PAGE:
SCANNING ELECTRIC POTENTIAL MICROSCOPY (SEPM) AND ELECTRIC FORCE MICROSCOPY (EFM)
The SEPM technique uses the standard non-contact AFM set-up, but the sample is scanned with Pt-coated silicon nitride tips. An AC signal is fed 10 kHz below the frequency of the normal AFM oscillator, which matches the natural frequency of mechanical oscillation of the cantilever-tip system (40-70 kHz). During a measurement, the mechanical oscillation of the tip is tracked by the four-quadrant photodetector and analysed by two feedback loops. The first loop is used in the conventional way to control the distance between tip and sample surface, while scanning the sample at constant oscillation amplitude. The second loop is used to minimize the electric field between tip and sample: a second lock-in amplifier measures the tip vibration at the AC frequency oscillation while scanning, and adds a DC bias to the tip, to cancel the phase displacement in the mechanical oscillation component at the AC frequency. A schematic description is in Fig. 1. This technique differs from that used by Terris (Terris et al. 1990), who measures the phase displacement of the AC voltage, while in the Topometrix set up we cancel the phase displacement by DC biasing. The image is built using the DC voltage fed to the tip, at every pixel, thus detecting spatially resolved electric potentials throughout the scanned area. This technique is reminiscent of the oscillating electrode technique for monolayer study: both use an oscillating electrode separated from the sample by an air gap.
The major difference between both is the detection technique used, since SEPM uses a phase detection of the mechanic oscillation generated in the frequency of the applied voltage. The system is calibrated and the electric potential measurements are verified using two procedures: i) measuring electric potentials in the air 10-nm above thin strips of metal deposited on an insulator sheet, to which known voltages were applied; ii) changing the voltage applied to a metal holder beneath the sample, and acquiring images at different sample holder voltages.
The electric potential sensed by the tip at 10 nm from the surface is measured at each pixel, and all the electric potentials for a given sample area are displayed as a gray-level (or eventually color-coded) image. Since the information acquired derives from electrostatic interactions, the effect of buried charges has a quadratic dependence on distance. The sampling depth is dependent on the sample dielectric constant and also on the charge distribution normal to the sample. Consequently, charges buried up to 100 nm beneath the sample-air interface can still interfere in the measurements. However, the effect of a charge at the interface will be respectively four and nine times as large as that of the same charge but 10 or 20 nm beneath the surface.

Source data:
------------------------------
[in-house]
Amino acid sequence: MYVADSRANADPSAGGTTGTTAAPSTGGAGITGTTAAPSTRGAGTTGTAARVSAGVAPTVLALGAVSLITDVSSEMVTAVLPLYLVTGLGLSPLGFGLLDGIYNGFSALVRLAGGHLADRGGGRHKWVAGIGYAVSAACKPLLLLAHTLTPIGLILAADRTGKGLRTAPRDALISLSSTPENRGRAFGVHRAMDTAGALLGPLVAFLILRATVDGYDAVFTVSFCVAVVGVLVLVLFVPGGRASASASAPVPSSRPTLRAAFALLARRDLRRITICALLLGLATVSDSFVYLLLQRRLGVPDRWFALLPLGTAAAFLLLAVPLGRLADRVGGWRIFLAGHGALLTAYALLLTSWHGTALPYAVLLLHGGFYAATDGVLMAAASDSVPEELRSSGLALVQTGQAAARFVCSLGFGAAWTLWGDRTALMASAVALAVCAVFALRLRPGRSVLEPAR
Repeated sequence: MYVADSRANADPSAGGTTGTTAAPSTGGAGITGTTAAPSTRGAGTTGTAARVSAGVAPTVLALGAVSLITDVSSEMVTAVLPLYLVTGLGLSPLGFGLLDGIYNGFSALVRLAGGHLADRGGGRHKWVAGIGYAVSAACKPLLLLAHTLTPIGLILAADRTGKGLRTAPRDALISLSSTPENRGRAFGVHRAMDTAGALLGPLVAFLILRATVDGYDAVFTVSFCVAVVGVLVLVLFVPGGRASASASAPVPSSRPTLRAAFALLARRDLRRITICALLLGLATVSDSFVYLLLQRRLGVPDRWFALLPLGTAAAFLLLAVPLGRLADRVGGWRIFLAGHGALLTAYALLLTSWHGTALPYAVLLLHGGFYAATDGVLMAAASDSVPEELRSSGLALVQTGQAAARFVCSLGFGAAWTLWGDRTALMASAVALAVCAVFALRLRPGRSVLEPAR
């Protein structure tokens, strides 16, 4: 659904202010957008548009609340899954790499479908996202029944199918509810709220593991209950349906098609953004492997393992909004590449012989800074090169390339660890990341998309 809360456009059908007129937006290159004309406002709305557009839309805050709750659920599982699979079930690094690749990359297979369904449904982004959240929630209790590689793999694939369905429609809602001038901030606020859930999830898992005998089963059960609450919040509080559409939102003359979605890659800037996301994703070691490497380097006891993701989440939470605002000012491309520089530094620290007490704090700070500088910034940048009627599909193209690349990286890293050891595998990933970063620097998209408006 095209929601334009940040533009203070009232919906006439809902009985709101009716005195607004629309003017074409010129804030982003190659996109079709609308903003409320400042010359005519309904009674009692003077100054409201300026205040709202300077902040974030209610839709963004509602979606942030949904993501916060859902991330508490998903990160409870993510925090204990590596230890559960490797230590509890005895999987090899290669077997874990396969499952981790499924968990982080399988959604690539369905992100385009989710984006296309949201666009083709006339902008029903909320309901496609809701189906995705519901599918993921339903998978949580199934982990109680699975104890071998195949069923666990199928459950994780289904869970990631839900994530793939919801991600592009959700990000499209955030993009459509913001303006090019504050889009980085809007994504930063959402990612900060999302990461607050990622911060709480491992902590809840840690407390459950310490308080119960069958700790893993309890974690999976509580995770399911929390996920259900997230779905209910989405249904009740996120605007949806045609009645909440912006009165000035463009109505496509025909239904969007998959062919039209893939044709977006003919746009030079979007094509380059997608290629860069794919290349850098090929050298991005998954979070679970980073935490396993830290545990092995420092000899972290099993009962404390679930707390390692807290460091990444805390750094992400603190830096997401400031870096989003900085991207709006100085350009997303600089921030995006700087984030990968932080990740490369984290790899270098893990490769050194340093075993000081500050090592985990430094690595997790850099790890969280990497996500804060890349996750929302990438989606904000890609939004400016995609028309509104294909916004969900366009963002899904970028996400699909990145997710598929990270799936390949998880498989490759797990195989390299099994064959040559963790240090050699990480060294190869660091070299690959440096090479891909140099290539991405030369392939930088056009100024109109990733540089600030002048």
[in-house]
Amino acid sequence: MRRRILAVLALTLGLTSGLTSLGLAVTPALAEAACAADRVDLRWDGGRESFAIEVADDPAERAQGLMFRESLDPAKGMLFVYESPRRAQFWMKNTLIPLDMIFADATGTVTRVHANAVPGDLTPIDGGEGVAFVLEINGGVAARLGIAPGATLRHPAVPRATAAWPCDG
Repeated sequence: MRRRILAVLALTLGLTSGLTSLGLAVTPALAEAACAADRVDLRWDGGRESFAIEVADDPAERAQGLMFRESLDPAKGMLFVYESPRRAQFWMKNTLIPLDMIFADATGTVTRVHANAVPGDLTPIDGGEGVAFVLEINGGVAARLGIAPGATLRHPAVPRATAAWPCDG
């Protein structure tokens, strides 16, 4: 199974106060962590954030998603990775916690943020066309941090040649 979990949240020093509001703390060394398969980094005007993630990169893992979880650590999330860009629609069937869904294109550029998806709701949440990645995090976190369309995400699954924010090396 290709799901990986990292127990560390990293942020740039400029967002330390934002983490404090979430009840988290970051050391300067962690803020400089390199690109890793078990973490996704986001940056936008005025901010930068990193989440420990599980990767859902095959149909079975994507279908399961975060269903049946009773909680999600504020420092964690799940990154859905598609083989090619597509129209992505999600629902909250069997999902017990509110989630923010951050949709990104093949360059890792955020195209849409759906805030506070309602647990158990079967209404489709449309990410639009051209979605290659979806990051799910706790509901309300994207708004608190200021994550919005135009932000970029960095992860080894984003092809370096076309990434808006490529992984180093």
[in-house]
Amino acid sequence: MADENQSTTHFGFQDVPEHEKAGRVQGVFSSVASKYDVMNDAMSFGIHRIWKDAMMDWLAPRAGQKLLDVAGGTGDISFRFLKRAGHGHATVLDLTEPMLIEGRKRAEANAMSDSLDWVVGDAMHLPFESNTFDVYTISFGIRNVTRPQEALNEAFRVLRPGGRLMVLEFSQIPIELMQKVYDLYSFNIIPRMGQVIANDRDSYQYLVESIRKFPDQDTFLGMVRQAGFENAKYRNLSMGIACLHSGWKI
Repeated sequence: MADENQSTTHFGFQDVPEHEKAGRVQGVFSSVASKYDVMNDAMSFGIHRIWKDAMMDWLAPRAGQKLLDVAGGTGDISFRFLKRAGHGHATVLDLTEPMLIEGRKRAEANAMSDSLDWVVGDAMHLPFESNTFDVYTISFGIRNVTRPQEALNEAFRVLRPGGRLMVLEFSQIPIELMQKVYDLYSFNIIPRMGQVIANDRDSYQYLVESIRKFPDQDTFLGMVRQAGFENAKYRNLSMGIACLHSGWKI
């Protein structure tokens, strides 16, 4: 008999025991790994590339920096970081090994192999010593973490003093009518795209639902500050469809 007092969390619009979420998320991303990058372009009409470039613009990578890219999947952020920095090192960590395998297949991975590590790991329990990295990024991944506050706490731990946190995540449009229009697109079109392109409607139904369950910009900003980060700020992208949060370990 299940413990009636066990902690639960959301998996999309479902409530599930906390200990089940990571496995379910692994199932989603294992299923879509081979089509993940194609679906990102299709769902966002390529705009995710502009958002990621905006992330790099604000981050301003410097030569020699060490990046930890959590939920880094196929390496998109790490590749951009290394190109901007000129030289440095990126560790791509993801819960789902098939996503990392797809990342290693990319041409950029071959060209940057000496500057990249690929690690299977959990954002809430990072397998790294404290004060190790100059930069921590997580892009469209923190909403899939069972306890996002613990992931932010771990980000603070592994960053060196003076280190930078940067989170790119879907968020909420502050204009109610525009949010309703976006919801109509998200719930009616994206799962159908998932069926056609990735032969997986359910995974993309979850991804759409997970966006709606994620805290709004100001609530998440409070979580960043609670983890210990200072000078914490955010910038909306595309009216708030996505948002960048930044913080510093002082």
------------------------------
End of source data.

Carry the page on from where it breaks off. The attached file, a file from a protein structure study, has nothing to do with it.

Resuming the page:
Figure 2 presents AFM and SEPM images of titanium dioxide particles laying close to a step in a mica crystal surface. In the AFM image we observe the small particles, smaller than the step height. In this case, contrast is due to the topography, this means, the higher parts are brighter. The SEPM image does not show any contrast for the height difference across the mica step, but the particle borders appear much brighter than the particle cores. This means, the particles are made out of positive shells enclosing a negative core.
ELECTRIC FORCE MICROSCOPY (EFM)
In the EFM measurements, the dependence of electrostatic and van der Waals forces with distance is used and it provides information on the local accumulation of electric charges. The non-contact AFM setup is used, but each sample line is scanned at two heights above the surface: 10 nm and then 60 nm. In the first scan (10 nm) the tip response is dominated by short-distance van der Waals forces. In the second scan (60 nm) the electrostatic interactions predominate, due to their slower dependence on distance. As the tip crosses over an electrically charged region, charge is induced in the tip resulting in changes in the tip-to-surface force gradient, causing a change in the effective cantilever spring constant and in the resonance frequency of the tip. This change in the resonance frequency modifies the signal phase detected by a lock-in amplifier, as described in Fig. 3 (Dang et al. 1996). In our experiments, both EFM and AFM measurements are made simultaneously, by monitoring the detector signal amplitude at 300 x 300-pixel resolution, using silicon nitride tips coated with platinum with 20 nm nominal radius (resonance frequency = 70 - 99 kHz, stiffness constant = 1.8 - 5.2 N/m).